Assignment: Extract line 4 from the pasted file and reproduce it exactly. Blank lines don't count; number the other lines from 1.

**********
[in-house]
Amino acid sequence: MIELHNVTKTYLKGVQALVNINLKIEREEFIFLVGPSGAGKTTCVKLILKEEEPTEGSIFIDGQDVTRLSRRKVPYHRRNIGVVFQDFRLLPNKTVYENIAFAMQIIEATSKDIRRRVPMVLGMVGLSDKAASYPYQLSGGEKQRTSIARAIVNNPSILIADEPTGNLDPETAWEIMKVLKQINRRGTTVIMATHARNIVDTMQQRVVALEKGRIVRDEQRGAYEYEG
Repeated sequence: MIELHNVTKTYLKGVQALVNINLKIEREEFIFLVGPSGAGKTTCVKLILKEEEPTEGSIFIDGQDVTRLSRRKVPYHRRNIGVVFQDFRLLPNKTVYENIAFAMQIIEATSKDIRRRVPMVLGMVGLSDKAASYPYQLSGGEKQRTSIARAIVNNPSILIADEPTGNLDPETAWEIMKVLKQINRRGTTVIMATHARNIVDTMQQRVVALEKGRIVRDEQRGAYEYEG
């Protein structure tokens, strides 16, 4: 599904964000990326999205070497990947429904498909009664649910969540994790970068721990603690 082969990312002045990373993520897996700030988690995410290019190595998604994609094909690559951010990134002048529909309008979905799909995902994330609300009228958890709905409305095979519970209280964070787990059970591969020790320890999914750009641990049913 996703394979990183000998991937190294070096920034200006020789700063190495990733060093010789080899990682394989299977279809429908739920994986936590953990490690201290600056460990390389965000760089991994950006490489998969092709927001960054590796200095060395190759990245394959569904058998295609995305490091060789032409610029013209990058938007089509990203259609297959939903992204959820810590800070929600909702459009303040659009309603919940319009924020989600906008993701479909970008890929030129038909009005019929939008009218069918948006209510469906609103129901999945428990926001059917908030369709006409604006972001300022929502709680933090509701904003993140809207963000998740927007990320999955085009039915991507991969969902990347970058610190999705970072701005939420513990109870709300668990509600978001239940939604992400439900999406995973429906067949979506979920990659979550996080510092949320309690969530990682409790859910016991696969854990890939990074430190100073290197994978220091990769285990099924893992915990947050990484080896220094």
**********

């Protein structure tokens, strides 16, 4: 599904964000990326999205070497990947429904498909009664649910969540994790970068721990603690 082969990312002045990373993520897996700030988690995410290019190595998604994609094909690559951010990134002048529909309008979905799909995902994330609300009228958890709905409305095979519970209280964070787990059970591969020790320890999914750009641990049913 996703394979990183000998991937190294070096920034200006020789700063190495990733060093010789080899990682394989299977279809429908739920994986936590953990490690201290600056460990390389965000760089991994950006490489998969092709927001960054590796200095060395190759990245394959569904058998295609995305490091060789032409610029013209990058938007089509990203259609297959939903992204959820810590800070929600909702459009303040659009309603919940319009924020989600906008993701479909970008890929030129038909009005019929939008009218069918948006209510469906609103129901999945428990926001059917908030369709006409604006972001300022929502709680933090509701904003993140809207963000998740927007990320999955085009039915991507991969969902990347970058610190999705970072701005939420513990109870709300668990509600978001239940939604992400439900999406995973429906067949979506979920990659979550996080510092949320309690969530990682409790859910016991696969854990890939990074430190100073290197994978220091990769285990099924893992915990947050990484080896220094």